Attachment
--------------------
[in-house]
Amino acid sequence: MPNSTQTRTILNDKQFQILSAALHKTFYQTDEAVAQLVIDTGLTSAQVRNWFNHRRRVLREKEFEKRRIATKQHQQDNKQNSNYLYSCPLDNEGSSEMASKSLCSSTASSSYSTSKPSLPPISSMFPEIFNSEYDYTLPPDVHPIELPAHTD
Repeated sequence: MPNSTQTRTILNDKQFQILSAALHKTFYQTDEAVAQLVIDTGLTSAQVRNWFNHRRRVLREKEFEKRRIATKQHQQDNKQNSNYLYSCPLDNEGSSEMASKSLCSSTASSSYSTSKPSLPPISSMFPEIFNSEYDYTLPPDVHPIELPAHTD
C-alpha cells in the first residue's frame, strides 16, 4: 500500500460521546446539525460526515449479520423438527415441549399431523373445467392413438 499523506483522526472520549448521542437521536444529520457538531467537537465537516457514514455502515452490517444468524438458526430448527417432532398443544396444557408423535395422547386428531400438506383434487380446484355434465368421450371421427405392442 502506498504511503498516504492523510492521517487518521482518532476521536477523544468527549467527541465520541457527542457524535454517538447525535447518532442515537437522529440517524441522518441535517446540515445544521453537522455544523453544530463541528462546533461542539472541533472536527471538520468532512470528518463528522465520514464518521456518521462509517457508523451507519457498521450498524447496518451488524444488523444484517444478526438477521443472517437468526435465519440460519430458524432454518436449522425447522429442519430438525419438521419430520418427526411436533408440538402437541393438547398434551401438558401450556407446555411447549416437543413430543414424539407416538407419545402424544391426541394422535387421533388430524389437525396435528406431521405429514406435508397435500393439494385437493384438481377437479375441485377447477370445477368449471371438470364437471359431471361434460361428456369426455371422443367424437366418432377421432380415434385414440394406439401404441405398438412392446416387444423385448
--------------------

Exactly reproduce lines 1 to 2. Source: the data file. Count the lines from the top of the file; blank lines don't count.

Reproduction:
[in-house]
Amino acid sequence: MPNSTQTRTILNDKQFQILSAALHKTFYQTDEAVAQLVIDTGLTSAQVRNWFNHRRRVLREKEFEKRRIATKQHQQDNKQNSNYLYSCPLDNEGSSEMASKSLCSSTASSSYSTSKPSLPPISSMFPEIFNSEYDYTLPPDVHPIELPAHTD